Food in America: A controversy
It is often said that, “You are what you eat,” food is an essential provision that cannot be taken for granted. The access for food is crucial and the food people put in their body is significant. Food determines various aspect of the human body such as, body shape, production of energy and ultimately overall health. The American lifestyle is based on time, speed and efficiency; therefore the American people tend to be oblivious on what they put inside their body. Society in America, particularly poor people, are forced to live in an environment where food leads to obesity or health problems, and the rich gain more access on fresh, healthy diet with low fat and salt. American’s perspective on time has dramatically transformed the way they eat and how they eat food. Instead of viewing food as a substance to be delight in, the appreciation for food has deteriorated, in other words, food has become a “means” to an end. Food is the ultimate hot-button issue because everyone eats it and no one wants to feel guilty about what they’re eating. Food can be as sensitive a subject as religion or politics. Ultimately, as the passion and eagerness for food in America increases, it becomes difficult to bridge the gap of feeding America with healthy nutritious diet.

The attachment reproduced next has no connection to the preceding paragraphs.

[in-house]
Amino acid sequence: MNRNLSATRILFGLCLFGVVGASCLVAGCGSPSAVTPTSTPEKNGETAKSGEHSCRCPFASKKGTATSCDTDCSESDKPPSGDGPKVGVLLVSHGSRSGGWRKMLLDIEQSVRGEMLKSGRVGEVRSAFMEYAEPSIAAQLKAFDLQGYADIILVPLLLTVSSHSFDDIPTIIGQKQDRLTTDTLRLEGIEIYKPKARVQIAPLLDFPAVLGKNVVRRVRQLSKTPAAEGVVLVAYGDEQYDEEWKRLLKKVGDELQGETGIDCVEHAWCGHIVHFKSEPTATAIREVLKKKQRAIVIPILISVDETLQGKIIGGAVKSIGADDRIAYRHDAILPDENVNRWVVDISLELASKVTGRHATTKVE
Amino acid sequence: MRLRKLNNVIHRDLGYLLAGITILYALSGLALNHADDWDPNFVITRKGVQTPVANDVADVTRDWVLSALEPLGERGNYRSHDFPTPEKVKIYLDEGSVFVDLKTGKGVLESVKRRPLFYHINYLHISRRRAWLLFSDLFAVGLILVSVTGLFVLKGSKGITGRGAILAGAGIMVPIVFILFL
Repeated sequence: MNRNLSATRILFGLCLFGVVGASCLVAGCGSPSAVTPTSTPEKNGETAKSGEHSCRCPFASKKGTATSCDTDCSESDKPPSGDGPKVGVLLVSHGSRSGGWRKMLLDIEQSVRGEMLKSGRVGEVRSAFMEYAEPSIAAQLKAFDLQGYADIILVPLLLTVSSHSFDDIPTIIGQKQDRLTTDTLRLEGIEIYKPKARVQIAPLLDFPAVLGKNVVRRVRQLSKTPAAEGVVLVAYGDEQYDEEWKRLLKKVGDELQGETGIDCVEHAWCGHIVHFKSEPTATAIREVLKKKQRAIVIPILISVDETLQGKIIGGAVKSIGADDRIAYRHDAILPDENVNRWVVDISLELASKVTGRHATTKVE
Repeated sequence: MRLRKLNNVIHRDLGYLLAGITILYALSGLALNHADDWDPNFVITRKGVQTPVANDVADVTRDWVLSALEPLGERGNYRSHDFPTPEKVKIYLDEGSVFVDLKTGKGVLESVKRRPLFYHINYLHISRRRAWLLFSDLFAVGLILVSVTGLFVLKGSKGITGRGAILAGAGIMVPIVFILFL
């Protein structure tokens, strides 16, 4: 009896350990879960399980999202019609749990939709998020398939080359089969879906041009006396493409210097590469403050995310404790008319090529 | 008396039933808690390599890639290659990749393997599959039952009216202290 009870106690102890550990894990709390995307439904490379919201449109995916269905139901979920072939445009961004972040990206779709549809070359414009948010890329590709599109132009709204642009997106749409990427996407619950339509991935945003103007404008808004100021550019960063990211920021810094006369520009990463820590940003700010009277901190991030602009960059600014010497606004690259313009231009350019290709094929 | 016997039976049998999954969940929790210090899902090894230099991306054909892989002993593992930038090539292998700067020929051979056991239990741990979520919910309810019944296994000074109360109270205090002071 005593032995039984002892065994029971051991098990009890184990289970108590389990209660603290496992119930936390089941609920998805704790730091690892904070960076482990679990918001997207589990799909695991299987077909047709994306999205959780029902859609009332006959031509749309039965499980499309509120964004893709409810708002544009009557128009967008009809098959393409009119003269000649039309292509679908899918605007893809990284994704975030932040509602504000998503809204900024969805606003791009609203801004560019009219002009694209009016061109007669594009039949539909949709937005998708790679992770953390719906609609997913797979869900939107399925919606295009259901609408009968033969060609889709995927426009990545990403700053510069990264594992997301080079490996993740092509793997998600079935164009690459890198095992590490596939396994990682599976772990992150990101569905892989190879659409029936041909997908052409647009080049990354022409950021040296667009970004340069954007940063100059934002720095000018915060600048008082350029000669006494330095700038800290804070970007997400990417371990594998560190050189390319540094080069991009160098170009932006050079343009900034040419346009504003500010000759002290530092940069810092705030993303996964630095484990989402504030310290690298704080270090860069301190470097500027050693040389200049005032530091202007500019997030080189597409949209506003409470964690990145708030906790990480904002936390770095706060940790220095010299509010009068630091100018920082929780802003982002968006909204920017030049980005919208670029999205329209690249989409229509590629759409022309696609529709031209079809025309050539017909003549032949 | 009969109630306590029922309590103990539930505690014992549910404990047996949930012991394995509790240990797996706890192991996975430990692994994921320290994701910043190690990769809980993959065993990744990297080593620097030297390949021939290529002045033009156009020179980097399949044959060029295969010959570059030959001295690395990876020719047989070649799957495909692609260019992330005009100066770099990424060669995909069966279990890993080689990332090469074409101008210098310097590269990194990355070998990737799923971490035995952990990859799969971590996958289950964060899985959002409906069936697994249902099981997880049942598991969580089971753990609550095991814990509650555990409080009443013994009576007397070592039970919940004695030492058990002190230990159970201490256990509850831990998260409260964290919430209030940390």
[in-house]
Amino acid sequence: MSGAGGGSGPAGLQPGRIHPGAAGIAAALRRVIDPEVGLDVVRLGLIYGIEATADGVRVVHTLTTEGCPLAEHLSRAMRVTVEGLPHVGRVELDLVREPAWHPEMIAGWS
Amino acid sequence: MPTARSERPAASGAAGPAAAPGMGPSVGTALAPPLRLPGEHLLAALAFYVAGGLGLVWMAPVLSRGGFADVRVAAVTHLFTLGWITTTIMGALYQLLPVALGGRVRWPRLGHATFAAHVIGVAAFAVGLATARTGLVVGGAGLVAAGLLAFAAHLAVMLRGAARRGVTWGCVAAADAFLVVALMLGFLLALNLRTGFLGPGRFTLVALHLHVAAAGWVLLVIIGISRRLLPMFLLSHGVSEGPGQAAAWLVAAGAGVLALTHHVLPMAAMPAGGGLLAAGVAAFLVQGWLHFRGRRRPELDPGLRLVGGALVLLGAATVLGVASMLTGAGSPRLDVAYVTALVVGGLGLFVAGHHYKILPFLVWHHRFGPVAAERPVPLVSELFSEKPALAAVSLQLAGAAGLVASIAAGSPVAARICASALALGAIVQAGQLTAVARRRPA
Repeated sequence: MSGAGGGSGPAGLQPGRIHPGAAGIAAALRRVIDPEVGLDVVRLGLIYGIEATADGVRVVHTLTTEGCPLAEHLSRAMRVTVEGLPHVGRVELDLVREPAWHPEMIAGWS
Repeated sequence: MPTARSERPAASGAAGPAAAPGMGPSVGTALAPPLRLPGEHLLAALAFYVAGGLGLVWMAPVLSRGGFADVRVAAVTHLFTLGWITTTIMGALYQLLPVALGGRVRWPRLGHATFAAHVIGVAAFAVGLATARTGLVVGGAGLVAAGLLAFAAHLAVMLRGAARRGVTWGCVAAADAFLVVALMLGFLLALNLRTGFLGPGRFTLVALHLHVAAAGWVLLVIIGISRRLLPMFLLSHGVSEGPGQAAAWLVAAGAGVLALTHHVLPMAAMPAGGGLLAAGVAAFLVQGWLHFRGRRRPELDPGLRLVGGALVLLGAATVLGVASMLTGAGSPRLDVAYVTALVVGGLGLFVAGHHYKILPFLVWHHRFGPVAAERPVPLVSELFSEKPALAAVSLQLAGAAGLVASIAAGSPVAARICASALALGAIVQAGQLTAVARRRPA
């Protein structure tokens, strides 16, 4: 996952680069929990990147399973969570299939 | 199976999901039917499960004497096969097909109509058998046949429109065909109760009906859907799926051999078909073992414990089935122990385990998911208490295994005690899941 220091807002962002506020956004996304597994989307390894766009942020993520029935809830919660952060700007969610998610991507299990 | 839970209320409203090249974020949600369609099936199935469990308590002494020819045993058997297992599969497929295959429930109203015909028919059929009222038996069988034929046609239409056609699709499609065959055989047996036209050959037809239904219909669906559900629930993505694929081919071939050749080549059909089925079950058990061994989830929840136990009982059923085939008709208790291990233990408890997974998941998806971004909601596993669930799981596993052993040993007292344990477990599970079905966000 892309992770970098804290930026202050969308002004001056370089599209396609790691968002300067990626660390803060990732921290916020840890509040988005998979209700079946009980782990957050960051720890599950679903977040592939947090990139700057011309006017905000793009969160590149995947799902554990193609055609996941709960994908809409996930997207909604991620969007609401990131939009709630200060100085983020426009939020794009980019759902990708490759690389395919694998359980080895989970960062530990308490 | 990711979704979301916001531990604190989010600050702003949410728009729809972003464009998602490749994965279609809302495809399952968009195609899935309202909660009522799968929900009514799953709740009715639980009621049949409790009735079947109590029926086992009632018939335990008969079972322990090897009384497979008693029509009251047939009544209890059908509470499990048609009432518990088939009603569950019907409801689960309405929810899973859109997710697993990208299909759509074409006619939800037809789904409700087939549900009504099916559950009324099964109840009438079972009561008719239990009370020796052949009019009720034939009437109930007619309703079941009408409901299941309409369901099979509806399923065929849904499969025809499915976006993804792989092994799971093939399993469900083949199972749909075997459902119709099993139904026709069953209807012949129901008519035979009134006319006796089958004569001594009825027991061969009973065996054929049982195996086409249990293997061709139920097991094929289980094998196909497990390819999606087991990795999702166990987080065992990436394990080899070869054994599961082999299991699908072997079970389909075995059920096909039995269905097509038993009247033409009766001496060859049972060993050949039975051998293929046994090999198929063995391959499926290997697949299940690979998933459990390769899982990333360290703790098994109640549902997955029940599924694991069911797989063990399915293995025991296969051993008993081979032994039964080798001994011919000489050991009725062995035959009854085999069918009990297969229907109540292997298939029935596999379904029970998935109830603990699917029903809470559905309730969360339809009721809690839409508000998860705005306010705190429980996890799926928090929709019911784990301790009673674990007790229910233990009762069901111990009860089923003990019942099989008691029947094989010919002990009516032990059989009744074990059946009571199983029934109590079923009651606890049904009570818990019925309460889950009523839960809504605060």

It has become common today to dismiss the issue of financial barrier as an agent that promotes unhealthy food consumption. Although both have similar and contrasting ideas, in their recent work, Lisa Miller and locavore hero Michael Pollan have offered harsh critiques of American eaters. While Miller emphasized the long distance bridge between upper class Pasaribu2
“foodies” and the lower class food insecurity, Pollan traces the history of food admiration and various American mental outlook toward foods, diet and eating across the past century, attributed the American mania for sudden change of diets and neglect of sensible, life-long nutrition to the American idolization of...
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